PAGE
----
Congress just made the Qualified Charitable Distribution permanent and has given you a powerful deduction tool for your IRA
After years of dragging its feet on critical tax deductions and credits, Washington has gotten it right with the Protecting Americans from Tax Hikes Act of 2015. The Act was signed into law mid-December to extend a long list of tax deductions and credits, most of which have been expiring and extending for so long that their known as “extenders.”
The Act extends some of the deductions and credits for another year while others were given three years and 20 deductions were made permanent. Among the permanent extensions was the qualified charitable distribution (QCD), a deduction that could be one of your best IRA tools to reducing your income taxes.
Saving Money on Taxes after Saving Money on Taxes
While contributions to your IRA are taken off your income when made and grow tax-deferred until withdrawal, you could be facing a hefty tax bill in retirement. Your IRA withdrawals are added to your income along with social security, dividends and other income. Work hard your entire life to secure financial security and that hard work could end up pushing you into a higher tax bracket in retirement.
Don’t think you can avoid the tax bite by not making withdrawals and letting your IRA investments pass through to your heirs. You are required to make Required Minimum Distributions (RMDs) once you reach 70 ½ years.
The Qualified Charitable Distribution can help you satisfy the RMD rule and help protect your income from taxes. The QCD is only available to people age 70 ½ or older but counts as your RMD and is deducted from your gross income. Your qualified distribution can be for up to $100,000 per year.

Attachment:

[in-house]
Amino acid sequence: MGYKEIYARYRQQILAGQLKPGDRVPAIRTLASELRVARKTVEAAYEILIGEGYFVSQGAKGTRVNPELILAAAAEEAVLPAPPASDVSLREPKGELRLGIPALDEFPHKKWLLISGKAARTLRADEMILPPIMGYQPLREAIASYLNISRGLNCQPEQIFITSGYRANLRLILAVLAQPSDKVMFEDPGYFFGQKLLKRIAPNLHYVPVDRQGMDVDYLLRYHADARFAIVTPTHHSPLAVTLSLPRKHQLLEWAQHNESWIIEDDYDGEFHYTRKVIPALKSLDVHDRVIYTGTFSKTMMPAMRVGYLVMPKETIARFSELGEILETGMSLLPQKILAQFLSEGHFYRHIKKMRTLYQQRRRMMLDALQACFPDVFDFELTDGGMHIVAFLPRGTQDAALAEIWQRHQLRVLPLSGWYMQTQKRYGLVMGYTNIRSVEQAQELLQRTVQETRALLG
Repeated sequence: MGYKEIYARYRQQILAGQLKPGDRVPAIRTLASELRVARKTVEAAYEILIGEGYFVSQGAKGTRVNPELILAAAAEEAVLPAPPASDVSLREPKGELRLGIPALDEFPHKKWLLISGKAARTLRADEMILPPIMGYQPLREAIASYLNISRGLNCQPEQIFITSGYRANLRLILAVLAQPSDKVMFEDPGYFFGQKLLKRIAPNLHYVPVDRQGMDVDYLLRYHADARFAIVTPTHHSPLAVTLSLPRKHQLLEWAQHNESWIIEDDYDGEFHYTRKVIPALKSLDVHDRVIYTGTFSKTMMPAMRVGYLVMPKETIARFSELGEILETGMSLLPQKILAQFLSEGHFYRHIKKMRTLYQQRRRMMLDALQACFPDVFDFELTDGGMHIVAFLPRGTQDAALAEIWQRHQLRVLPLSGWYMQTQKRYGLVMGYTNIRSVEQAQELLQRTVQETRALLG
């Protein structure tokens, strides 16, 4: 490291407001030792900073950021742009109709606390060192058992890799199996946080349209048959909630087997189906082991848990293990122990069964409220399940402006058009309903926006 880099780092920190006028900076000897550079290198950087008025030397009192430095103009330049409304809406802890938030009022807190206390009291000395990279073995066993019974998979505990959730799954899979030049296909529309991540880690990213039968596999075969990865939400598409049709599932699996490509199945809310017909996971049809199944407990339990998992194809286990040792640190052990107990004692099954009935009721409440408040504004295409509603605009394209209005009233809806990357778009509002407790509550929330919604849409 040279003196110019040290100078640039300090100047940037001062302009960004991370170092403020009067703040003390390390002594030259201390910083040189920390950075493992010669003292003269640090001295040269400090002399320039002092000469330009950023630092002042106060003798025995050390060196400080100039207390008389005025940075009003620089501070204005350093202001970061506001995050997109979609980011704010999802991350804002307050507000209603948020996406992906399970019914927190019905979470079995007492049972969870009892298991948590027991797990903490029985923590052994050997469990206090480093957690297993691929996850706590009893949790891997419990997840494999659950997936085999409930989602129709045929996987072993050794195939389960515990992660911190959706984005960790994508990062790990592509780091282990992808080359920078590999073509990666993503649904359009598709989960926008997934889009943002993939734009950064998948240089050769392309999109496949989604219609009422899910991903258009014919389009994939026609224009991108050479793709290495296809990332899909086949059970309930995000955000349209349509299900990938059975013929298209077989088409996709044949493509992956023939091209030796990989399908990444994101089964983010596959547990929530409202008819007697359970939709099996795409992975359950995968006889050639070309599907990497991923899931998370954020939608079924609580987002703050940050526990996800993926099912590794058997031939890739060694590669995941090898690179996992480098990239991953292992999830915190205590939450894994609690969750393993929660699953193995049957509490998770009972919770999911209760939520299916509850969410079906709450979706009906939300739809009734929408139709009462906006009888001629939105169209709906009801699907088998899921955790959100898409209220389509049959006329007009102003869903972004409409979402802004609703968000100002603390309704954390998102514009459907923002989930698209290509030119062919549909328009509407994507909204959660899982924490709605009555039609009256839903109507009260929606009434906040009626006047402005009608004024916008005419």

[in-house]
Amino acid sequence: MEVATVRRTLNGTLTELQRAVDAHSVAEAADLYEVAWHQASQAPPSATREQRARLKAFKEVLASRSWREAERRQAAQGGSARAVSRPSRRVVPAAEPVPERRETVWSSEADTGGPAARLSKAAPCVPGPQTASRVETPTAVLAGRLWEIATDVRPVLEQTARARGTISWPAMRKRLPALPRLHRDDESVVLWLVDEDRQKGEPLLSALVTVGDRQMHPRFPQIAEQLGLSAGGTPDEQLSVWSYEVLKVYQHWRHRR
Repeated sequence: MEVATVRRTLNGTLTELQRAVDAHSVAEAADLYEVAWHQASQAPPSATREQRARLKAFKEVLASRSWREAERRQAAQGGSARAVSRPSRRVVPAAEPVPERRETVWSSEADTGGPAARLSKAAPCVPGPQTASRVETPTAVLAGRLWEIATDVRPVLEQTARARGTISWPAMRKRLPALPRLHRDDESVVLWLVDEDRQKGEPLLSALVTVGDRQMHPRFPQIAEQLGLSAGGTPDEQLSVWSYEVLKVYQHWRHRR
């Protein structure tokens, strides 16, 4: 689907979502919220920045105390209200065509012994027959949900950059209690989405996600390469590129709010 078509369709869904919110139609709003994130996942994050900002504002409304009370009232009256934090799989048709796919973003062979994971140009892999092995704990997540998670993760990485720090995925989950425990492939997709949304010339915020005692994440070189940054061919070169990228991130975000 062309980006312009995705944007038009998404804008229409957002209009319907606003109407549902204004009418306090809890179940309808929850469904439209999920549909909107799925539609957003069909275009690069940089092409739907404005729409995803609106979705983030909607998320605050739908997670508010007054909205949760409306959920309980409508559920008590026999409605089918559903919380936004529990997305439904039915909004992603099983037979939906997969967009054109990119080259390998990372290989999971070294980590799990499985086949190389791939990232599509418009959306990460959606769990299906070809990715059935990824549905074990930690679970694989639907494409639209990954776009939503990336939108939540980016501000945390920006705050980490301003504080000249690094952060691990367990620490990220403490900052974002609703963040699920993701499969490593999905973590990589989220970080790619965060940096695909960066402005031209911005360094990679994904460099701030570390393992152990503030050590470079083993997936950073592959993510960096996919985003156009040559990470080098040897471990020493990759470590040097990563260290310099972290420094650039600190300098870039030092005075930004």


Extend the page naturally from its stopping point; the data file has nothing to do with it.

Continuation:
A caveat though, the qualified charitable distribution must be a direct transfer from your IRA custodian to the charity or non-profit organization. You cannot receive the money or deposit into your bank account. The only exception to this is that the IRA custodian can make the check payable to the charity organization and mail it to you before you send it on through to the non-profit. This is done so you can make a copy of the check for record purposes but you must not cash the check into your account.
There are a few other rules for getting the most out of the qualified charitable distribution.
- The organization receiving the money must be a qualifying charity or non-profit able to grant a deduction under IRS rules.
- The charity must provide you with a receipt for the QCD and indicate that no goods or services were exchanged for the donation. You’ll need this receipt if you get audited so don’t forget to ask or the IRS will disallow the deduction.
- You can take the qualified charitable distribution for a traditional IRA but not for a self-employed (SEP) IRA or a SIMPLE IRA.
The QCD will be included on Form 1099R, retirement account distributions, along with the rest of your annual withdrawals. You or your accountant will need to remember to account for how much of your total distribution was for the QCD to reduce your income.
The Qualified Charitable Deduction was just one of the extenders given new life by the Protecting Americans from Tax Hikes Act. The bill made over 20 tax relief provisions permanent including a deduction of state and local sales taxes, deductions for teacher classroom expenses and two provisions for mutual funds.
Extending these deductions and credits to offset the constant increase in taxes is an important part of our economy and your chance to meet your financial goals. It’s obvious that taxes are only going to get worse as Washington digs itself into a deeper fiscal hole. Understand how to protect your retirement assets through a traditional IRA or a Roth IRA.